Presented at the Combined Spring Meeting of the Triological Society, Palm Desert, CA, May 15, 2002.
Laryngeal Mask Anesthesia With Intraoperative Laryngoscopy for Identification of the Recurrent Laryngeal Nerve During Thyroidectomy†
Version of Record online: 2 JAN 2009
Copyright © 2002 The Triological Society
Volume 112, Issue 9, pages 1594–1597, September 2002
How to Cite
Scheuller, M. C. and Ellison, D. (2002), Laryngeal Mask Anesthesia With Intraoperative Laryngoscopy for Identification of the Recurrent Laryngeal Nerve During Thyroidectomy. The Laryngoscope, 112: 1594–1597. doi: 10.1097/00005537-200209000-00011
- Issue online: 2 JAN 2009
- Version of Record online: 2 JAN 2009
- Manuscript Accepted: 25 APR 2002
- recurrent laryngeal nerve;
- laryngeal mask anesthesia
Objectives/Hypothesis A critical step in thyroidectomy involves definitive identification of the recurrent laryngeal nerve (RLN). Using the laryngeal mask airway, identification of the RLN can be facilitated by stimulation of the nerve while monitoring vocal cord movement with a fiberoptic laryngoscope. We present this technique as an effective and safe means to identify the RLN during thyroid surgery, with significant advantages over existing techniques in appropriately selected patients.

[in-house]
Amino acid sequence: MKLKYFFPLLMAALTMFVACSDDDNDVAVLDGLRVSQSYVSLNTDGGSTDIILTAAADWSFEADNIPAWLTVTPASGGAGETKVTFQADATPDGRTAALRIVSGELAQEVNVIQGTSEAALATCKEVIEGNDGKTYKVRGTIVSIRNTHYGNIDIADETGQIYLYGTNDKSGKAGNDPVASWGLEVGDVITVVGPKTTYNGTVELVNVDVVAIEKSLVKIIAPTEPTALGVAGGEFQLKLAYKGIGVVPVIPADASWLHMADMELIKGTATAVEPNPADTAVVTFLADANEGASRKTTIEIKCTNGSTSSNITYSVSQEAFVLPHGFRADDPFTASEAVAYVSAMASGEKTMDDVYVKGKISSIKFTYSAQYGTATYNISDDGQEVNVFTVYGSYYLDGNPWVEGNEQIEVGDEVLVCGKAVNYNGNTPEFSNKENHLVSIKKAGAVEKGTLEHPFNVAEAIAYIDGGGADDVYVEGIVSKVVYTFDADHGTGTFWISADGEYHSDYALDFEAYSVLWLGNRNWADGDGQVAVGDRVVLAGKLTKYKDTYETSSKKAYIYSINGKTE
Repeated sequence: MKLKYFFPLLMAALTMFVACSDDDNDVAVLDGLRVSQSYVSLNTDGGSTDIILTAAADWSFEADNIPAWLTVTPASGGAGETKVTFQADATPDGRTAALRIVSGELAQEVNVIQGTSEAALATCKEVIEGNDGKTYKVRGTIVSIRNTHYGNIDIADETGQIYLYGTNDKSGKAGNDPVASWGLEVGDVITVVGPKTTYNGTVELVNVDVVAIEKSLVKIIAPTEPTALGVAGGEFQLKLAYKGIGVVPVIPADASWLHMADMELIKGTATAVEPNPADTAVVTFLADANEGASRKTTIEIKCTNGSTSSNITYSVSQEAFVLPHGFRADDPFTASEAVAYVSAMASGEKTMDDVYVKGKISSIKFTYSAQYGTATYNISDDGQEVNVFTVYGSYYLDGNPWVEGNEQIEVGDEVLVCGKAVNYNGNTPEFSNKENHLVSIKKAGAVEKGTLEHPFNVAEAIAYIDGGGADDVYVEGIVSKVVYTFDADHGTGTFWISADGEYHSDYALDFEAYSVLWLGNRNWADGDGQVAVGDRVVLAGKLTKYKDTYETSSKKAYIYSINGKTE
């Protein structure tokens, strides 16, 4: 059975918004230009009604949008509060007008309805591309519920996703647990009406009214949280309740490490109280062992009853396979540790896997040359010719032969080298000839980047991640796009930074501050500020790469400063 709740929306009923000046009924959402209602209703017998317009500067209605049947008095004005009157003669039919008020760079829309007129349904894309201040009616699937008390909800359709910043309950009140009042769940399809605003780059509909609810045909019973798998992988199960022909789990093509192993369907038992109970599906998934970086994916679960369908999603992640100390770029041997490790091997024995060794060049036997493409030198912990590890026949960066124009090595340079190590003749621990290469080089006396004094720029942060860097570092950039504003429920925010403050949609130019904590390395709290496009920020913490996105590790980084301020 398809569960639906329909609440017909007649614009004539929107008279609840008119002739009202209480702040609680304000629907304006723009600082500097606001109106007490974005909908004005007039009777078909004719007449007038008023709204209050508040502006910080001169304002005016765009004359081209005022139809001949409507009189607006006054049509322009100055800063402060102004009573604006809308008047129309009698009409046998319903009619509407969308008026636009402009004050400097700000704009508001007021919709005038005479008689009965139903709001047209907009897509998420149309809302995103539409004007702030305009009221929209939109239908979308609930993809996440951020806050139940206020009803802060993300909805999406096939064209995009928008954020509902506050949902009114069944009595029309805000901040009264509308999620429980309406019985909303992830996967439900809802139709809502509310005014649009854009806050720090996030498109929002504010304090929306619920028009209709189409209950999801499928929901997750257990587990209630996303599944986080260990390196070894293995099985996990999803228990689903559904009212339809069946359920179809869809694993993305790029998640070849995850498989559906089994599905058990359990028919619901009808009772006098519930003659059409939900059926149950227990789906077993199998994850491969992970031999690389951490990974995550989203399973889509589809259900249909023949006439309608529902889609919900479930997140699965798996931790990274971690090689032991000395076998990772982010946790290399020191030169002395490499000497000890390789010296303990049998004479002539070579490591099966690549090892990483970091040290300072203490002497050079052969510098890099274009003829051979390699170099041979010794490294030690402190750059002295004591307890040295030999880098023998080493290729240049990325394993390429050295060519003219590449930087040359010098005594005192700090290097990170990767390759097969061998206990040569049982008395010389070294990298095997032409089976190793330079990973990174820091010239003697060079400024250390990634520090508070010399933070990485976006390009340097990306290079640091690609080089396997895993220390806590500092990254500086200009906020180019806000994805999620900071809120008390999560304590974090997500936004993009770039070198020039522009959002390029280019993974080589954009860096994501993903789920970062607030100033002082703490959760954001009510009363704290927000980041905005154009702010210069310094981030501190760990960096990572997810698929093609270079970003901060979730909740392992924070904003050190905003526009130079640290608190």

Study Design Retrospective case series.
Methods We performed thyroidectomy on 8 patients (13 RLN identifications) in which laryngeal mask airway anesthesia with fiberoptic laryngoscopy was used to identify the RLN. Results are reviewed with regard to postoperative vocal cord function, as well as intraoperative and postoperative courses with laryngeal mask airway anesthesia.
Results In all 13 cases in which the RLN was sought, it was definitively identified by witnessing brisk vocal cord movement on a video screen with stimulation of the RLN. No patient had postoperative vocal cord paresis or paralysis. Overall recovery from laryngeal mask airway anesthesia was uneventful and had advantages when compared with general anesthesia with endotracheal intubation.
Conclusions Laryngeal mask airway anesthesia with intraoperative fiberoptic laryngoscopy to identify the RLN is effective and safe in carefully selected patients. Advantages include decreased postoperative throat discomfort, absence of coughing during emergence from anesthesia, and elimination of the possibility of vocal cord mobility impairment secondary to RLN ischemia from the endotracheal tube balloon. In addition, this technique is applicable in operations besides thyroid surgery, in which definitive identification of the RLN is indicated.